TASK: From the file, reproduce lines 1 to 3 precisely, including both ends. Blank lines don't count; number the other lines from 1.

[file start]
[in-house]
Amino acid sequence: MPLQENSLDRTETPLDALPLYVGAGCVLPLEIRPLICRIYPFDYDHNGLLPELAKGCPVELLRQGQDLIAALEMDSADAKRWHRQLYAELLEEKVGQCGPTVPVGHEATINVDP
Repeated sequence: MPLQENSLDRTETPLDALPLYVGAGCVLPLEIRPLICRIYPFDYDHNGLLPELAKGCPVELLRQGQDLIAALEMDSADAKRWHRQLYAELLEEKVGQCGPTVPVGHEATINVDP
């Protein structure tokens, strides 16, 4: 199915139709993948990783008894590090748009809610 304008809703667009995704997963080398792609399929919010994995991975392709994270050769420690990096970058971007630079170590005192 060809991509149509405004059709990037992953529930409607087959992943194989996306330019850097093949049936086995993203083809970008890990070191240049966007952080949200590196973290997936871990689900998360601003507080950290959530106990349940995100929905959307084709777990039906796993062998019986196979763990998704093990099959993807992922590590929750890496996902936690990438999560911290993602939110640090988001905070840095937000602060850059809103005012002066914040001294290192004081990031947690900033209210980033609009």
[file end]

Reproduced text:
[in-house]
Amino acid sequence: MPLQENSLDRTETPLDALPLYVGAGCVLPLEIRPLICRIYPFDYDHNGLLPELAKGCPVELLRQGQDLIAALEMDSADAKRWHRQLYAELLEEKVGQCGPTVPVGHEATINVDP
Repeated sequence: MPLQENSLDRTETPLDALPLYVGAGCVLPLEIRPLICRIYPFDYDHNGLLPELAKGCPVELLRQGQDLIAALEMDSADAKRWHRQLYAELLEEKVGQCGPTVPVGHEATINVDP